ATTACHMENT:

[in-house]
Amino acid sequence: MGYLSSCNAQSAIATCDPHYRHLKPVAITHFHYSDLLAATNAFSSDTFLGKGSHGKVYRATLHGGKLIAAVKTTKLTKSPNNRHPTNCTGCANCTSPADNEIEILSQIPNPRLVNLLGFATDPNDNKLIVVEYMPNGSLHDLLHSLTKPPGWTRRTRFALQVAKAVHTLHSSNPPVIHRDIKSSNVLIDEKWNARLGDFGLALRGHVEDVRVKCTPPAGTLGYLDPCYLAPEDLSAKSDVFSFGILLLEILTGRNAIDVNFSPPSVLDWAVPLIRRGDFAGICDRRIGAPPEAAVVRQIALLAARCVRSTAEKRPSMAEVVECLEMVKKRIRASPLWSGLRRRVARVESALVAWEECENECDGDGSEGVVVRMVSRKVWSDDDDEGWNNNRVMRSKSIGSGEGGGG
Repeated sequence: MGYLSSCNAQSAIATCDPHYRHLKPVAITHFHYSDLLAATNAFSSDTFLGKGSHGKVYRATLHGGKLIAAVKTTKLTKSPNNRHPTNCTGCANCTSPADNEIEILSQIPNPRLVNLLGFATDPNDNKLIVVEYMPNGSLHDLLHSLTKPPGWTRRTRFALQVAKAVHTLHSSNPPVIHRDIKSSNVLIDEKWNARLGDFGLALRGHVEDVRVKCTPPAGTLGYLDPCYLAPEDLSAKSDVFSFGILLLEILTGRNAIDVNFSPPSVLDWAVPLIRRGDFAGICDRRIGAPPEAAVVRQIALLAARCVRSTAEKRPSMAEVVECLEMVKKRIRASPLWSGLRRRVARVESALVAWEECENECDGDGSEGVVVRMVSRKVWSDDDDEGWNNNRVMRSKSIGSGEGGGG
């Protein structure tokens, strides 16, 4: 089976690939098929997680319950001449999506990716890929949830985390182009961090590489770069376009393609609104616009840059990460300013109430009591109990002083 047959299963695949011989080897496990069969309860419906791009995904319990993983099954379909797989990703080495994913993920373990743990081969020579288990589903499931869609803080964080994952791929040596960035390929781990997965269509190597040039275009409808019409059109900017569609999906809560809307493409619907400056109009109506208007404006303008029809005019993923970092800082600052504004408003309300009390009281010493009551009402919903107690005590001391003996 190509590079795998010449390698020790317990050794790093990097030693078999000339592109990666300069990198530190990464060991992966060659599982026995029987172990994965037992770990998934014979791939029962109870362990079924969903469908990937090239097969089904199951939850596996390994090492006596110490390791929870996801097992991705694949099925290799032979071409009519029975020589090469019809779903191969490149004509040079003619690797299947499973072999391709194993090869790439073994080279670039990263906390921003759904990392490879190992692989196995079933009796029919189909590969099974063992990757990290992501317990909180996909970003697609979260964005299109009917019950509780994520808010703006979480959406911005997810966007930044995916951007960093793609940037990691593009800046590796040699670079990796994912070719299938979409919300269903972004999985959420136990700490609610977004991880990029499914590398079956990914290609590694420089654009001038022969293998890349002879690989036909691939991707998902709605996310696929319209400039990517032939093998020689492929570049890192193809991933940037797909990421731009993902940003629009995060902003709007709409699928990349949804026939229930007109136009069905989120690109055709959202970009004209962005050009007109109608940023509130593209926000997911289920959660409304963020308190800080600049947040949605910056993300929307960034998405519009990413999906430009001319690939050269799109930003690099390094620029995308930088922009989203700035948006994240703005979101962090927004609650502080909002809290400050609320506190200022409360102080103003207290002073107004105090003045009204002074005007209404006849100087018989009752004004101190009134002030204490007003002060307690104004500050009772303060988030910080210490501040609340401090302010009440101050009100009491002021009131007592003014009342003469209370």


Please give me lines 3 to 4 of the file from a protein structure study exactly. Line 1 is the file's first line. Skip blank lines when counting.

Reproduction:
Repeated sequence: MGYLSSCNAQSAIATCDPHYRHLKPVAITHFHYSDLLAATNAFSSDTFLGKGSHGKVYRATLHGGKLIAAVKTTKLTKSPNNRHPTNCTGCANCTSPADNEIEILSQIPNPRLVNLLGFATDPNDNKLIVVEYMPNGSLHDLLHSLTKPPGWTRRTRFALQVAKAVHTLHSSNPPVIHRDIKSSNVLIDEKWNARLGDFGLALRGHVEDVRVKCTPPAGTLGYLDPCYLAPEDLSAKSDVFSFGILLLEILTGRNAIDVNFSPPSVLDWAVPLIRRGDFAGICDRRIGAPPEAAVVRQIALLAARCVRSTAEKRPSMAEVVECLEMVKKRIRASPLWSGLRRRVARVESALVAWEECENECDGDGSEGVVVRMVSRKVWSDDDDEGWNNNRVMRSKSIGSGEGGGG
């Protein structure tokens, strides 16, 4: 089976690939098929997680319950001449999506990716890929949830985390182009961090590489770069376009393609609104616009840059990460300013109430009591109990002083 047959299963695949011989080897496990069969309860419906791009995904319990993983099954379909797989990703080495994913993920373990743990081969020579288990589903499931869609803080964080994952791929040596960035390929781990997965269509190597040039275009409808019409059109900017569609999906809560809307493409619907400056109009109506208007404006303008029809005019993923970092800082600052504004408003309300009390009281010493009551009402919903107690005590001391003996 190509590079795998010449390698020790317990050794790093990097030693078999000339592109990666300069990198530190990464060991992966060659599982026995029987172990994965037992770990998934014979791939029962109870362990079924969903469908990937090239097969089904199951939850596996390994090492006596110490390791929870996801097992991705694949099925290799032979071409009519029975020589090469019809779903191969490149004509040079003619690797299947499973072999391709194993090869790439073994080279670039990263906390921003759904990392490879190992692989196995079933009796029919189909590969099974063992990757990290992501317990909180996909970003697609979260964005299109009917019950509780994520808010703006979480959406911005997810966007930044995916951007960093793609940037990691593009800046590796040699670079990796994912070719299938979409919300269903972004999985959420136990700490609610977004991880990029499914590398079956990914290609590694420089654009001038022969293998890349002879690989036909691939991707998902709605996310696929319209400039990517032939093998020689492929570049890192193809991933940037797909990421731009993902940003629009995060902003709007709409699928990349949804026939229930007109136009069905989120690109055709959202970009004209962005050009007109109608940023509130593209926000997911289920959660409304963020308190800080600049947040949605910056993300929307960034998405519009990413999906430009001319690939050269799109930003690099390094620029995308930088922009989203700035948006994240703005979101962090927004609650502080909002809290400050609320506190200022409360102080103003207290002073107004105090003045009204002074005007209404006849100087018989009752004004101190009134002030204490007003002060307690104004500050009772303060988030910080210490501040609340401090302010009440101050009100009491002021009131007592003014009342003469209370």